Welcome to the Evidence Based Birth® Q & A Video on the Vitamin K shot!
In this video, you will learn:
- The history of Vitamin K for newborns
- How often Vitamin K deficiency bleeding occurs
- What puts a baby at higher risk for Vitamin K deficiency bleeding
Links and resources:
- Learn more by reading the Evidence Based Birth® Signature article on Vitamin K
- Sankar, M. J., et al. (2016). “Vitamin K prophylaxis for prevention of vitamin K deficiency bleeding: a systematic review.” J Perinatol 36: S29-S35.
- Hamrick, H. J., et al. (2016). “Reasons for refusal of newborn vitamin K prophylaxis: implications for management and education.” Hosp Pediatr 6:15-21.
- Schulte et al. (2014). “Rise in late onset vitamin K deficiency bleeding in young infants because of omission or refusal of prophylaxis at birth.” Pediatr Neurol 50(6): 564-8.
- Shearer, M. J. (2009). “Vitamin K deficiency bleeding (VKDB) in early infancy.” Blood Rev23(2): 49-59.
Enjoy the video, and I hope you find it helpful! Stay tuned for our next Q & A!
Want to submit a question for consideration?
Hi, everyone. In today’s video, we’re going to talk about why newborns typically receive a Vitamin K shot after birth.
Hi, and welcome to the free video series all about Vitamin K and eye ointment for newborns. My name is Rebecca Dekker and I’m a nurse with my PhD. I founded the website, Evidence Based Birth®, in 2012 because I was so frustrated by the fact that it was nearly impossible for parents to find medical research about birth online. My mission is to get research evidence out of medical journals and into the hands of families.
In 2014, I spent about a year researching and working on an article for the public all about Vitamin K for newborns. This Vitamin K article was so popular it made the website crash multiple times and it took us a week to get the entire website back online. The article was covered by multiple journalists and it was recognized by the Centers for Disease Control where they posted a link to our article online.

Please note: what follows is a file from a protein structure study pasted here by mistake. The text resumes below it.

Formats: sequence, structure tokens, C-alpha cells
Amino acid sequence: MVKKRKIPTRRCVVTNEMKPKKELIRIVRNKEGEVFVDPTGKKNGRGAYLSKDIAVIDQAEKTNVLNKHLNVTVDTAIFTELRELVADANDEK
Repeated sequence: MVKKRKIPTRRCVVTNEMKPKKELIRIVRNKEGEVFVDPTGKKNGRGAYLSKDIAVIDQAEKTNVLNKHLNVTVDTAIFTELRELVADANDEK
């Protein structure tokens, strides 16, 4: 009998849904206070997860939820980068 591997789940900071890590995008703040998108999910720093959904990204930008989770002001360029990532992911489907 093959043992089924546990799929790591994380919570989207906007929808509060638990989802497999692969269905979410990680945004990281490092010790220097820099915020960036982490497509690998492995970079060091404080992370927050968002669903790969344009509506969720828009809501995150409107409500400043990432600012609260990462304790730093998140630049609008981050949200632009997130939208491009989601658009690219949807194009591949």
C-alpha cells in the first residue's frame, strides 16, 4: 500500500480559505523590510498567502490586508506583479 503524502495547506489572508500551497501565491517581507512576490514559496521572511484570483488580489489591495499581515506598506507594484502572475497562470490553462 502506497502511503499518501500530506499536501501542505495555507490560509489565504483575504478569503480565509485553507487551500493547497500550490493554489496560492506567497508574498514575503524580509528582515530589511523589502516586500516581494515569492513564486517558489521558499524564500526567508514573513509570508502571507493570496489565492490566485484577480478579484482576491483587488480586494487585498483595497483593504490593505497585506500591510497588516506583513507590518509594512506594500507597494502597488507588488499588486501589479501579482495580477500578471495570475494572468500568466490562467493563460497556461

So, this Vitamin K article was so controversial and it generated so much interest that I ended up creating a continuing education course for nurses, doulas, midwives and other professionals all about Vitamin K and eye ointment. I like to call them “Eyes and Thighs” because the eye ointment that goes in the eyes and the Vitamin K shot that is often given to a newborn in their thigh.
To celebrate the release of that course, I created these three free online videos for the public and I’ve updated them in 2017. You can also download a free printable handout about Vitamin K by clicking on the link below.
So, first of all, there is so much misinformation and confusion out there about the Vitamin K shot and this is one of the most common newborn procedures around the world. I hear questions like this all the time: “Is Vitamin K needed if your baby has a gentle, natural birth?” “If a parent declines the Vitamin K shot, is there another option like an oral regimen?” “What kind of toxins are in the shot and what are the side effects of the shot?”
Let me ask you: do you know the answers to these questions? Well, we will cover some of them in this free video series and the rest are covered in my online course about Vitamin K and eye ointment. You can also find more information at ebbirth.com/VitaminK. This video is the first of your three free lessons so let’s get started.